My post and column on the expansion of warrantless disclosure under Bill S-4, the misleadingly named Digital Privacy Act, has attracted some attention and a response from Industry Canada. The department told iPolitics:
“Companies who share personal information are required to comply with the rules to ensure that information is only disclosed for the purpose of conducting an investigation into a contravention of a law or breach of an agreement. For example, self-regulating professional associations, such as a provincial law society, may wish to investigate allegations of malpractice made by a client. When organizations are sharing private information, the Privacy Commissioner can investigate violations and may take legal action against companies who do not follow the rules. This is consistent with privacy laws in British Columbia and Alberta and was recommended by the Standing Committee Access to Information, Privacy and Ethics.”
The response may sound reassuring, but it shouldn’t be.
First, the Privacy Commissioner of Canada can obviously address complaints regarding companies that do not follow the rules. However, the new rules plainly allow warrantless disclosure of personal information for an investigation into a breach of an agreement or a contravention of the laws of Canada or a province that has been, is being or is about to be committed. This broadly worded exception will allow companies to disclose personal information to other companies or organizations without court approval.
Second, the disclosure itself is kept secret from the affected individual, who is unlikely to complain since they will be unaware that their information has been disclosed.
Third, allowing a regulated industry to conduct investigations (such as a provincial law society) is a far narrower issue than the wide open warrantless approach found in the bill.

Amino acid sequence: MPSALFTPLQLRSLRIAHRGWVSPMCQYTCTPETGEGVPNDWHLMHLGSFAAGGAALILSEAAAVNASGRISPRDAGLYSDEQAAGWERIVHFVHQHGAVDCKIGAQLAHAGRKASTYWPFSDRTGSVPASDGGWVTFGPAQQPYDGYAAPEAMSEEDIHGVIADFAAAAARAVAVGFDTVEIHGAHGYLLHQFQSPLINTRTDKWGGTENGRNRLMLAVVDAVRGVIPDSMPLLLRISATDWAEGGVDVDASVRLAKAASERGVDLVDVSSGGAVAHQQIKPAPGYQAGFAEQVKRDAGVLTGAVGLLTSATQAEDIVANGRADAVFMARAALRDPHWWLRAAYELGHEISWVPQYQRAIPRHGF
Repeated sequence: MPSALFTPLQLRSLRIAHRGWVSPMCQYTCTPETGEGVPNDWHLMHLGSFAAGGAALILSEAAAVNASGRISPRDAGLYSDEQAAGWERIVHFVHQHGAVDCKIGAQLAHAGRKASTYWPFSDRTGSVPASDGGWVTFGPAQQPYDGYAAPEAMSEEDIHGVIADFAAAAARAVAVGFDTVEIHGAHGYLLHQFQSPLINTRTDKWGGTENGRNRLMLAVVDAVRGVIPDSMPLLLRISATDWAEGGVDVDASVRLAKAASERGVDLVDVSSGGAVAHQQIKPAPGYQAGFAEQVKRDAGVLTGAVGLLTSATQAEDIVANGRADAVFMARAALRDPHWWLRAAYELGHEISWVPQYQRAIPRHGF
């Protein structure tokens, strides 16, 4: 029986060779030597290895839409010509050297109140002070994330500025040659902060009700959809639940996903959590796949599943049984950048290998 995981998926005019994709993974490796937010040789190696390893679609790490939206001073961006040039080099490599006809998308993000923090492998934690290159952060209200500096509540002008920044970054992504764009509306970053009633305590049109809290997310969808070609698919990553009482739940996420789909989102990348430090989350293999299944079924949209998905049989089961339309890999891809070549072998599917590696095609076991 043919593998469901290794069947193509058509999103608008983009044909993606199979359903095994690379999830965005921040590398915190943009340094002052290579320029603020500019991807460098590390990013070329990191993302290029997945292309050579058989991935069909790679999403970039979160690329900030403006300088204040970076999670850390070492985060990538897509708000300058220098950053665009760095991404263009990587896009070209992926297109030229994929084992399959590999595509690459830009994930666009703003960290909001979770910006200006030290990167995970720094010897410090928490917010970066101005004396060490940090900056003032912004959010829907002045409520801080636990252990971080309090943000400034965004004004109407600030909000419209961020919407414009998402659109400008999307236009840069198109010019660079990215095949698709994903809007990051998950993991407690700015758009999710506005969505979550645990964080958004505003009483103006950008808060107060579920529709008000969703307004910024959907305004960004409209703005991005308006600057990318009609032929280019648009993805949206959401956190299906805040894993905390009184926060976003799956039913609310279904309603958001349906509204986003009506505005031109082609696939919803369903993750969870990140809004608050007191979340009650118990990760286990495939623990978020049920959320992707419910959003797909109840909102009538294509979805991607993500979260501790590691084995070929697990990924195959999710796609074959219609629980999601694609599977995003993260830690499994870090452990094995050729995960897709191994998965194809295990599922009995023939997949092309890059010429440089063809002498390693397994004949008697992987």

Fourth, while the Standing Committee on Access to Information, Privacy and Ethics may have recommended a similar reform in 2006, that recommendation was rejected by both the Conservative government and the Privacy Commissioner of Canada. The committee recommendation appears to have come from a single submission from the Canadian Bar Association. The CBA appeared before the committee but was not questioned about the proposal.
The CBA proposal focused specifically on personal information legally available to a party to a legal proceeding. That is much narrower than the Bill S-4 provision.
Yet even that narrower proposal was rejected by the Conservative government in its response to the committee recommendations:
The government notes the Committee’s recommendation and acknowledges that it was made in response to concerns expressed by certain stakeholders regarding the need to ensure that PIPEDA does not impede litigation procedures. However, the government does not share the Committee’s view that such an amendment is necessary at this time.
The Privacy Commissioner of Canada also publicly opposed the recommendation, which she included among the six issues about which she had particular concerns:
The Canadian Bar Association recommended that the AB and BC Acts both provide clarity in regard to information legally available in a legal proceeding. I do not believe that this issue has posed any great difficulty over the past five years. The OPC has stated in complaints that the access provisions of PIPEDA may be broader than the requirements of discovery, depending on the breadth of documents relevant to a proceeding.
In other words, Bill S-4 contains an expanded version of a provision that one group asked for without facing any questions, that the government rejected when it was proposed, and about which the Privacy Commissioner of Canada expressed particular concern. In response, Industry Canada claims that Canadians can file complaints if the provision is misused, but by definition they will not know that their personal information has been disclosed.